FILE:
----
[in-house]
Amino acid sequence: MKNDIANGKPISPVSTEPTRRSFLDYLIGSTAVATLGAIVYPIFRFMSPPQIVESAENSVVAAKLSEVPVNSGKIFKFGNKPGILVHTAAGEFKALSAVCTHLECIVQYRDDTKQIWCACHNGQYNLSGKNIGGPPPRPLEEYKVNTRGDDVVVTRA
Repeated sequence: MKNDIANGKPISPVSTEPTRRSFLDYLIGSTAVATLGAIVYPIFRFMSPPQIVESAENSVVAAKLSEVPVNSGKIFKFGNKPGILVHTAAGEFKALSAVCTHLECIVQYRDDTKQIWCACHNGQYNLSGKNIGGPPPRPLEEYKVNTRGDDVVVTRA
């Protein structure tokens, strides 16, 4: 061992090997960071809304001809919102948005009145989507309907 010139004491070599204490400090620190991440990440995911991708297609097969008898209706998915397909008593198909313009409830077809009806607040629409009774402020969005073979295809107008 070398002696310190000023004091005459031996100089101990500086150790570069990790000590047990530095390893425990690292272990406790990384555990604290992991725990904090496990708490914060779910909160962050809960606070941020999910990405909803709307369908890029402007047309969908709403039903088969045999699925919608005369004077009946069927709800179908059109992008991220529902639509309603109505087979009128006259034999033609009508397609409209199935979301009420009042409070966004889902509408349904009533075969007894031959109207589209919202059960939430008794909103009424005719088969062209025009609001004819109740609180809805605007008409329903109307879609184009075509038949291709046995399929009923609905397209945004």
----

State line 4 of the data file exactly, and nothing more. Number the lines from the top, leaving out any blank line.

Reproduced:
């Protein structure tokens, strides 16, 4: 061992090997960071809304001809919102948005009145989507309907 010139004491070599204490400090620190991440990440995911991708297609097969008898209706998915397909008593198909313009409830077809009806607040629409009774402020969005073979295809107008 070398002696310190000023004091005459031996100089101990500086150790570069990790000590047990530095390893425990690292272990406790990384555990604290992991725990904090496990708490914060779910909160962050809960606070941020999910990405909803709307369908890029402007047309969908709403039903088969045999699925919608005369004077009946069927709800179908059109992008991220529902639509309603109505087979009128006259034999033609009508397609409209199935979301009420009042409070966004889902509408349904009533075969007894031959109207589209919202059960939430008794909103009424005719088969062209025009609001004819109740609180809805605007008409329903109307879609184009075509038949291709046995399929009923609905397209945004």